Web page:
Public Lecture: Why CSR is (still) relevant to address climate change

Monday, October 14, 2019, 13:15 – 15:00
SSE Riga, Soros Auditorium

Speaker: Morten Ebbe Juul Nielsen is associate professor of applied philosophy and head of the Practical Philosophy Research Group at Copenhagen University.

CSR (Corporate social Responsibility) has become the object of more critical scrutiny from various sources. One pertinent question is: does it really have an impact, or is it merely window-dressing?

Another one is whether or to which extent voluntary choices of companies can have a positive impact on environmental issues on a scale like global warming (for these questions, see link) some may want to conclude that CSR is a dead end, at least if CSR should be judged by its positive impact.

Against this,  I want to defend the possible usefulness of CSR as one tool among others in relation to global warming. In order to do so, it must be settled that there is a positive case for CSR, even under favourable circumstances with effective regulation and well-functioning states/international regulatory bodies, and it must also be argued that there is something like a social duty of companies that is not fulfilled automatically by complying with (legal) rules. Given those preconditions, I then move (cautiously) towards some suggestions for how companies should understand, and practice, CSR.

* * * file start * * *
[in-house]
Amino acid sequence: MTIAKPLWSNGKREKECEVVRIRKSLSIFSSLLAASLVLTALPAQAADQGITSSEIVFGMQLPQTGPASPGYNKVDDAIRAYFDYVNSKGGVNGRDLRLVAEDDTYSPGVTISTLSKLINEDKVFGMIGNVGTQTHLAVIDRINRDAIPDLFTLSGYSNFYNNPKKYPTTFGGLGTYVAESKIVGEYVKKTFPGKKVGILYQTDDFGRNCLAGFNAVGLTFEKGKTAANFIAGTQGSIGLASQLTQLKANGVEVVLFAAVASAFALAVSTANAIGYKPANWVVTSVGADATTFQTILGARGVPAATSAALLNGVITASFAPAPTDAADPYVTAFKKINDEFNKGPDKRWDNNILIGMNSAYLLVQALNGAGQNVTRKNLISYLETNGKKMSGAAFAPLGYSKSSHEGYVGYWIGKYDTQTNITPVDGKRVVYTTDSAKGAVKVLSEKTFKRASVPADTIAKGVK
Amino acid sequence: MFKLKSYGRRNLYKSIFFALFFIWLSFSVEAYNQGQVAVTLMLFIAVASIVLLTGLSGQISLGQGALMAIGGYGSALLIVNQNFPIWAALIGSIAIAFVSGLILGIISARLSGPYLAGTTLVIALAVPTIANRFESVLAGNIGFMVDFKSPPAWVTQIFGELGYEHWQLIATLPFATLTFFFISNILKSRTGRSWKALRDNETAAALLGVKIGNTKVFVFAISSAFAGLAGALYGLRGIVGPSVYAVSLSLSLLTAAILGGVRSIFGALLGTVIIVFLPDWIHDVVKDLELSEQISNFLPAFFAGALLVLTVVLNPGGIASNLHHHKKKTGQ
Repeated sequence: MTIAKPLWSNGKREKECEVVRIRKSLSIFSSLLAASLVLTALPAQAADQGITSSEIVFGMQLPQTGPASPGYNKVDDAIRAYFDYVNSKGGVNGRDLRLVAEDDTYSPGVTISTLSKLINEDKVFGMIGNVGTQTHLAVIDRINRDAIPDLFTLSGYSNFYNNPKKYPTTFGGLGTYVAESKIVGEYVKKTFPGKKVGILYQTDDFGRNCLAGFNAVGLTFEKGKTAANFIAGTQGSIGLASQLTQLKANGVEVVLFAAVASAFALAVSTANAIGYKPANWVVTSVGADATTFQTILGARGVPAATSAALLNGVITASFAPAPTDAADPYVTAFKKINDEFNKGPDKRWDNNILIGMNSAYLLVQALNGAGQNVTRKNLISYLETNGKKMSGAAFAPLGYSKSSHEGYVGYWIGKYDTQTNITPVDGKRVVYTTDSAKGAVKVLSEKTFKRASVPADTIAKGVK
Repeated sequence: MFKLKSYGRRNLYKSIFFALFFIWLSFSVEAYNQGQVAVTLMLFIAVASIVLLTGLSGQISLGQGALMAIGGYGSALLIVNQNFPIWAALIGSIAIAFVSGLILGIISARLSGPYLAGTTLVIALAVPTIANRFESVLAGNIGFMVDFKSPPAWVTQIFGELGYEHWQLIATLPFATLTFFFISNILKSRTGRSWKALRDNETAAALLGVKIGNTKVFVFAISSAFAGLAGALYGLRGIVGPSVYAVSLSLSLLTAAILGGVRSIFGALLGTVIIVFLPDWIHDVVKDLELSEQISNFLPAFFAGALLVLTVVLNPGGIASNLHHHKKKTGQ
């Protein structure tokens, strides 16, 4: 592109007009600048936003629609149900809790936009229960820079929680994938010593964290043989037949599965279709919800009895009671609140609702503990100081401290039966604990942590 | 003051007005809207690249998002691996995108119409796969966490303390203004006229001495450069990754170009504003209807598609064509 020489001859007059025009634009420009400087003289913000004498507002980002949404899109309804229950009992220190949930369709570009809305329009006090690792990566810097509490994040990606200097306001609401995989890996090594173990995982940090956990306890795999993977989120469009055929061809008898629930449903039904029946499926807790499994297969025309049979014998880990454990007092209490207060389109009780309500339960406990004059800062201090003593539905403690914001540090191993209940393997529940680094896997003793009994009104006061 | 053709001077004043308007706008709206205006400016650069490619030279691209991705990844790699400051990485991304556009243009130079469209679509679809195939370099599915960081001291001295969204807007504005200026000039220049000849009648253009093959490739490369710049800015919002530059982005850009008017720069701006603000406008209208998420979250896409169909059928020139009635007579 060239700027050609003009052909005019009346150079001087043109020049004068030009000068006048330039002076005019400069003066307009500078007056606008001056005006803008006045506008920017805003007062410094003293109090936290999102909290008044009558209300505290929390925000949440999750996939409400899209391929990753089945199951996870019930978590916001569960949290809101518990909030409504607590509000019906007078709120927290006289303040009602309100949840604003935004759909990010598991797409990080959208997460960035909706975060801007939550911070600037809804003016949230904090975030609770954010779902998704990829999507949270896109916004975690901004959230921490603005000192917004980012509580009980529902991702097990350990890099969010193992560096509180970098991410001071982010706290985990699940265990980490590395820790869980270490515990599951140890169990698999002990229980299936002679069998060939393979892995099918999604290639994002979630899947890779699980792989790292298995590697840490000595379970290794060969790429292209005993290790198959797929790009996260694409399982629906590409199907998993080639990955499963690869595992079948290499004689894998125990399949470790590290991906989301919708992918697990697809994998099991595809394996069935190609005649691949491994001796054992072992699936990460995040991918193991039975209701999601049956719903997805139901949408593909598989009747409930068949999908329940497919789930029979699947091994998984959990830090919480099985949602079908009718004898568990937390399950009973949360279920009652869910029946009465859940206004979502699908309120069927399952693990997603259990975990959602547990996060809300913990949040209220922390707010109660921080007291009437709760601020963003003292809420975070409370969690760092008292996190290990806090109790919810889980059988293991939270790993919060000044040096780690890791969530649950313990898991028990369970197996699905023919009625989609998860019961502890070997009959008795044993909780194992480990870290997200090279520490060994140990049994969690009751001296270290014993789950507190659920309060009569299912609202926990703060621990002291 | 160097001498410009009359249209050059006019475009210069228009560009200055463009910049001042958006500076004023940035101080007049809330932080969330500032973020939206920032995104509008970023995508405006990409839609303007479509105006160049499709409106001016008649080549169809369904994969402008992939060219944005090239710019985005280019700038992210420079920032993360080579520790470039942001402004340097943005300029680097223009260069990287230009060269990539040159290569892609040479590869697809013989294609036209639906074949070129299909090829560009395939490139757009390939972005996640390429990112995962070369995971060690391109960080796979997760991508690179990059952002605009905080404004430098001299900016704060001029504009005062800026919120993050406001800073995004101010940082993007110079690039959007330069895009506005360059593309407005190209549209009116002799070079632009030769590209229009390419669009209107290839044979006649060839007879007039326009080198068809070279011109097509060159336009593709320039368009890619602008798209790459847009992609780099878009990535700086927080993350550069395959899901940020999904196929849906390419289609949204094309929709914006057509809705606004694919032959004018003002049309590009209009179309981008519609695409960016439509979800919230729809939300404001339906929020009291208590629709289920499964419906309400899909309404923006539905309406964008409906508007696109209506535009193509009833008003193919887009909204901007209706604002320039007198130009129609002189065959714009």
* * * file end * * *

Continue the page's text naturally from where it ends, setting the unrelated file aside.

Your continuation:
Speaker Morten Ebbe Juul Nielsen holds MA, Ph.D. (philosophy) and BA (psychology). He has published 90+ papers and books across a range of philosophical issues, including many on corporate social responsibility and the foundations of business ethics, public health and related areas. He has worked in scientific projects on obesity, biobanking, and multiculturalism. Current research interests include paternalism in health, public reason, and climate ethics.

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